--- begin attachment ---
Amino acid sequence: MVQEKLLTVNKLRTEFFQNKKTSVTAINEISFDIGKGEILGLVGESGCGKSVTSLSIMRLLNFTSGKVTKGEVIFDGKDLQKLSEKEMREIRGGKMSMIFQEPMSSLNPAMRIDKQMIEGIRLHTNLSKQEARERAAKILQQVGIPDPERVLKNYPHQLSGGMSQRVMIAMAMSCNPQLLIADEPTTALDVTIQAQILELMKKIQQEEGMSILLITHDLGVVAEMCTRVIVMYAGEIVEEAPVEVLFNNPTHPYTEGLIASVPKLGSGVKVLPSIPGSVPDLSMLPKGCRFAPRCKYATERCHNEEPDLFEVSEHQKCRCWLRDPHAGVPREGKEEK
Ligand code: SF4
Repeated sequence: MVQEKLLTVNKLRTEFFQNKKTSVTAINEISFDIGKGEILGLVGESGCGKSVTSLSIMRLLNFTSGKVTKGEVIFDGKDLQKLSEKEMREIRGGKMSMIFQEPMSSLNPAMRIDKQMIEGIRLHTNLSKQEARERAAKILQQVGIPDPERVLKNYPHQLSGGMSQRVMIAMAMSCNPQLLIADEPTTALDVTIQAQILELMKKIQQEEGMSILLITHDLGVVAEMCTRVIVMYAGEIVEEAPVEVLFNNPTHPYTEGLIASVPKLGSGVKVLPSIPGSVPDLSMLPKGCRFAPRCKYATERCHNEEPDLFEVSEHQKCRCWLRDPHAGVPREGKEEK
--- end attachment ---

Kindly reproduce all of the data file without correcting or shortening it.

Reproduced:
Amino acid sequence: MVQEKLLTVNKLRTEFFQNKKTSVTAINEISFDIGKGEILGLVGESGCGKSVTSLSIMRLLNFTSGKVTKGEVIFDGKDLQKLSEKEMREIRGGKMSMIFQEPMSSLNPAMRIDKQMIEGIRLHTNLSKQEARERAAKILQQVGIPDPERVLKNYPHQLSGGMSQRVMIAMAMSCNPQLLIADEPTTALDVTIQAQILELMKKIQQEEGMSILLITHDLGVVAEMCTRVIVMYAGEIVEEAPVEVLFNNPTHPYTEGLIASVPKLGSGVKVLPSIPGSVPDLSMLPKGCRFAPRCKYATERCHNEEPDLFEVSEHQKCRCWLRDPHAGVPREGKEEK
Ligand code: SF4
Repeated sequence: MVQEKLLTVNKLRTEFFQNKKTSVTAINEISFDIGKGEILGLVGESGCGKSVTSLSIMRLLNFTSGKVTKGEVIFDGKDLQKLSEKEMREIRGGKMSMIFQEPMSSLNPAMRIDKQMIEGIRLHTNLSKQEARERAAKILQQVGIPDPERVLKNYPHQLSGGMSQRVMIAMAMSCNPQLLIADEPTTALDVTIQAQILELMKKIQQEEGMSILLITHDLGVVAEMCTRVIVMYAGEIVEEAPVEVLFNNPTHPYTEGLIASVPKLGSGVKVLPSIPGSVPDLSMLPKGCRFAPRCKYATERCHNEEPDLFEVSEHQKCRCWLRDPHAGVPREGKEEK